IT was the place John Lennon remembered for teaching him the Three ‘R’s and is so popular today that families move close by just so their children can go there.
Dovedale Junior School, off Penny Lane, has remained virtually unchanged since the former Beatle was a pupil in the late 1940s and early 1950s, sharing inkwells with George Harrison, Peter Sissons and Jimmy Tarbuck.
But parents today launched a campaign to halt a plan that would see the present school, built in the 1930s, expanded to accommodate 840 pupils - the size of some of the city’s senior schools. There are currently 630 places.
They have sent a letter to Mayor Joe Anderson pleading with him to say no to the proposed expansion of the school, saying 210 more children will lead to a traffic nightmare and overcrowding that will be a tipping point for the effectiveness of the school.
During recent consultations there were 75 objections about plans to increase pupil numbers at Dovedale. Plans to expand other schools in the city attracted just two complaints.
One of the parents told Liverpool Confidential: “Parents' and residents' concerns centre mainly on road traffic safety issues, the lack of space inside and outside the school for expansion and the already large numbers at the school.
“This proposal would leave Dovedale with 840 pupils, not conducive to the nurturing and supportive environment required by children in the primary years of school. This is especially true of pupils with SEN or additional social, emotional or learning needs.”
They are planning to hand in a petition the council cabinet meets this Friday.
“The future of our school lies in Mayor Anderson’s hands,” they said. “We really hope he will help us to remain a happy, healthy school that already provides more school places for the authority than any other primary in the area”.
Cllr Richard Kemp, councillor for the area as well as Lib Dem leader in Liverpool has written to Liverpool's cabinet member for schools, Cllr Jane Corbett, pleading with he to withdraw the proposals.
Dovedale joint: Lennon
strikes a pose"I am not against the expansion in principle but I cannot see how it can be done.” he writes. “Internally the building is cramped and it is on a small site which will make physical expansion difficult. Externally, traffic is already a nightmare in the mornings and afternoon. Both the police and I have major reservations that that the road system could cope with the expansion. The expansion is opposed by the majority of parents, potential parents and by an overwhelming majority of local residents. Please think again.”
But Cllr Corbett said: “The expansion is good news as it is indicative of the successful regeneration of Liverpool which means the city’s population is growing again for the first time in many decades. Combined with the increased birth rate, there is additional demand for school places and we need to take action to make sure parents and carers are able to secure a place at their local primary school.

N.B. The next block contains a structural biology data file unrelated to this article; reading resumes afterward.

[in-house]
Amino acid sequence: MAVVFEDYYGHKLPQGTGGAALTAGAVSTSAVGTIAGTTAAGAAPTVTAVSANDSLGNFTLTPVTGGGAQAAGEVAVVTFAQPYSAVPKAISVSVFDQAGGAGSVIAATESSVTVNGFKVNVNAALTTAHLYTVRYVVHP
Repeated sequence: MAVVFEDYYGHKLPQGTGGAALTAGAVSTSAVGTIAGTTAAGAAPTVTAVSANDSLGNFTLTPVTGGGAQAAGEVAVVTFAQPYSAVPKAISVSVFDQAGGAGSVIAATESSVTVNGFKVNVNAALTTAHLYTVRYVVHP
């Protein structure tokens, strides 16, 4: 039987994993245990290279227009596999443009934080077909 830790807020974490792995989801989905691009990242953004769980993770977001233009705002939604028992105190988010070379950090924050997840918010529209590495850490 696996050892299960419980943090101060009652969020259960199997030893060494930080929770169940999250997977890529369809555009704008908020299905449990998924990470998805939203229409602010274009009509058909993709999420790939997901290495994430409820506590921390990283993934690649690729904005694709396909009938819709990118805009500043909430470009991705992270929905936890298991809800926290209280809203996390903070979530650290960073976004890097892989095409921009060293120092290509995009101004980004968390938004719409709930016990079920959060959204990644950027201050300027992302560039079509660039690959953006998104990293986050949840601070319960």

“This is about taking action now to tackle the areas where we know there is the greatest demand, to alleviate some of the pressure. The schools that we have identified meet the Government’s very strict criteria for this funding.”
She added: “We know from the consultation that some local residents are concerned about the knock on effect for parking and traffic and we will be looking carefully at this as part of the process.”
The city council wants to expand the number of primary school places in six areas of Liverpool to deal with increased demand for desks.
The city faces a shortfall of up to 300 reception class places by September 2017 due to a growth in population and an increase in the birth rate. By 2019, the total primary school population in Liverpool is expected to have risen by around 4,400 pupils.
The city council has received £15.4 million of funding from the government to help address the issue. This Friday the council cabinet is to consider proposals for Phase One of an expansion that will create an additional 150 places by September 2015 in the areas facing the greatest demand.
The primary schools chosen in Church, Picton, Princes Park, Riverside, Wavertree and Belle Vale meet the Government’s strict criteria for funding to expand each over the next seven years. They are judged ‘good’ or ‘outstanding’ by Ofsted, have consistent and sustainable demand and are unable to serve the local area because demand for places outstrips supply.
Dovedale Infant and Junior Schools in Church will be amalgamated on their existing sites and an additional form of entry will be created to take its admission intake up from 90 to 120 pupils, providing more places for local families and meaning brothers and sisters don’t have to attend separate schools due to a lack of places. For the September 2014 intake, the school had 55 children on its waiting list.
In Picton, St Anne’s Catholic Primary - which has 24 children on the waiting list, and Smithdown Primary, which has 44, will see an increase in intake from 30 to 60.
In Princes Park, St Silas Church of England Primary will see its intake increased from 30 to 45, as will St Cleopas Church of England Primary in Riverside which had 54 applications for 30 places.
Christ the King Catholic Primary in Wavertree, which has 23 children on its waiting list, will see its reception intake increased from 45 to 60 pupils, as will St Paschal Baylon Catholic Primary in Belle Vale, which was oversubscribed by 58 applications.
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